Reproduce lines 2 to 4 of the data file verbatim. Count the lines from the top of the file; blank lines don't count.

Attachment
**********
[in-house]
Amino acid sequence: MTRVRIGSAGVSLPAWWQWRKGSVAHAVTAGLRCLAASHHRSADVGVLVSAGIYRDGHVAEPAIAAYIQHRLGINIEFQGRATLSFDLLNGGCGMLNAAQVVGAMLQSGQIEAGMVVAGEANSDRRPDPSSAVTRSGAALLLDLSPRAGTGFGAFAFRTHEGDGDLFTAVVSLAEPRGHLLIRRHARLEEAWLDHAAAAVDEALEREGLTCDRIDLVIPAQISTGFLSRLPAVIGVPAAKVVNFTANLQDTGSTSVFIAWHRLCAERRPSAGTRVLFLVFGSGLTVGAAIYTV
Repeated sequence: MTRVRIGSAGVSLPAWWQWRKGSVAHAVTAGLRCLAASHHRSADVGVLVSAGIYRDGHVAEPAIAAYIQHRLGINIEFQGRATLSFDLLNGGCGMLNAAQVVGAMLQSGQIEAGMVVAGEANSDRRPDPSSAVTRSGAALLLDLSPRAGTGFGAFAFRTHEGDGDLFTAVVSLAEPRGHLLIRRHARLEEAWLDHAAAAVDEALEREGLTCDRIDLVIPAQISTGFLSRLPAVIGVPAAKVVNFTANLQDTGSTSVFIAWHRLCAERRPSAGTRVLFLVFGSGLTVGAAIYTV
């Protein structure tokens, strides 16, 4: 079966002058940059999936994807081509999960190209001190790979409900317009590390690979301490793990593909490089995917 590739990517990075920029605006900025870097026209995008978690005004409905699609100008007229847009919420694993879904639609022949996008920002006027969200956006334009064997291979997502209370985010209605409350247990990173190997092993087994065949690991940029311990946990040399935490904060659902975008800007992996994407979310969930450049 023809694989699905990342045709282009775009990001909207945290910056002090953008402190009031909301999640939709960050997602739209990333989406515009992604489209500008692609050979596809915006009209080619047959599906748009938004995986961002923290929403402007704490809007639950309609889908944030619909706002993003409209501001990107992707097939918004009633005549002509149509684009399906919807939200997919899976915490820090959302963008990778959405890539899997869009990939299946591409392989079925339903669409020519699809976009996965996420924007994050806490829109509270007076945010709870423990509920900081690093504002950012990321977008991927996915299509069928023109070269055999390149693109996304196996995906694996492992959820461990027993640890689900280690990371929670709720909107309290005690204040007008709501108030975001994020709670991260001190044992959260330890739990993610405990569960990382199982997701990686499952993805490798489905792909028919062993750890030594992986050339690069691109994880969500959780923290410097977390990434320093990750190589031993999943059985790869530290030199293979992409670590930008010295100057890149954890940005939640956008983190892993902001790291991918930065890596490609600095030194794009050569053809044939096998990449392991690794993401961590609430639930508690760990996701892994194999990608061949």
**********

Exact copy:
Amino acid sequence: MTRVRIGSAGVSLPAWWQWRKGSVAHAVTAGLRCLAASHHRSADVGVLVSAGIYRDGHVAEPAIAAYIQHRLGINIEFQGRATLSFDLLNGGCGMLNAAQVVGAMLQSGQIEAGMVVAGEANSDRRPDPSSAVTRSGAALLLDLSPRAGTGFGAFAFRTHEGDGDLFTAVVSLAEPRGHLLIRRHARLEEAWLDHAAAAVDEALEREGLTCDRIDLVIPAQISTGFLSRLPAVIGVPAAKVVNFTANLQDTGSTSVFIAWHRLCAERRPSAGTRVLFLVFGSGLTVGAAIYTV
Repeated sequence: MTRVRIGSAGVSLPAWWQWRKGSVAHAVTAGLRCLAASHHRSADVGVLVSAGIYRDGHVAEPAIAAYIQHRLGINIEFQGRATLSFDLLNGGCGMLNAAQVVGAMLQSGQIEAGMVVAGEANSDRRPDPSSAVTRSGAALLLDLSPRAGTGFGAFAFRTHEGDGDLFTAVVSLAEPRGHLLIRRHARLEEAWLDHAAAAVDEALEREGLTCDRIDLVIPAQISTGFLSRLPAVIGVPAAKVVNFTANLQDTGSTSVFIAWHRLCAERRPSAGTRVLFLVFGSGLTVGAAIYTV
């Protein structure tokens, strides 16, 4: 079966002058940059999936994807081509999960190209001190790979409900317009590390690979301490793990593909490089995917 590739990517990075920029605006900025870097026209995008978690005004409905699609100008007229847009919420694993879904639609022949996008920002006027969200956006334009064997291979997502209370985010209605409350247990990173190997092993087994065949690991940029311990946990040399935490904060659902975008800007992996994407979310969930450049 023809694989699905990342045709282009775009990001909207945290910056002090953008402190009031909301999640939709960050997602739209990333989406515009992604489209500008692609050979596809915006009209080619047959599906748009938004995986961002923290929403402007704490809007639950309609889908944030619909706002993003409209501001990107992707097939918004009633005549002509149509684009399906919807939200997919899976915490820090959302963008990778959405890539899997869009990939299946591409392989079925339903669409020519699809976009996965996420924007994050806490829109509270007076945010709870423990509920900081690093504002950012990321977008991927996915299509069928023109070269055999390149693109996304196996995906694996492992959820461990027993640890689900280690990371929670709720909107309290005690204040007008709501108030975001994020709670991260001190044992959260330890739990993610405990569960990382199982997701990686499952993805490798489905792909028919062993750890030594992986050339690069691109994880969500959780923290410097977390990434320093990750190589031993999943059985790869530290030199293979992409670590930008010295100057890149954890940005939640956008983190892993902001790291991918930065890596490609600095030194794009050569053809044939096998990449392991690794993401961590609430639930508690760990996701892994194999990608061949």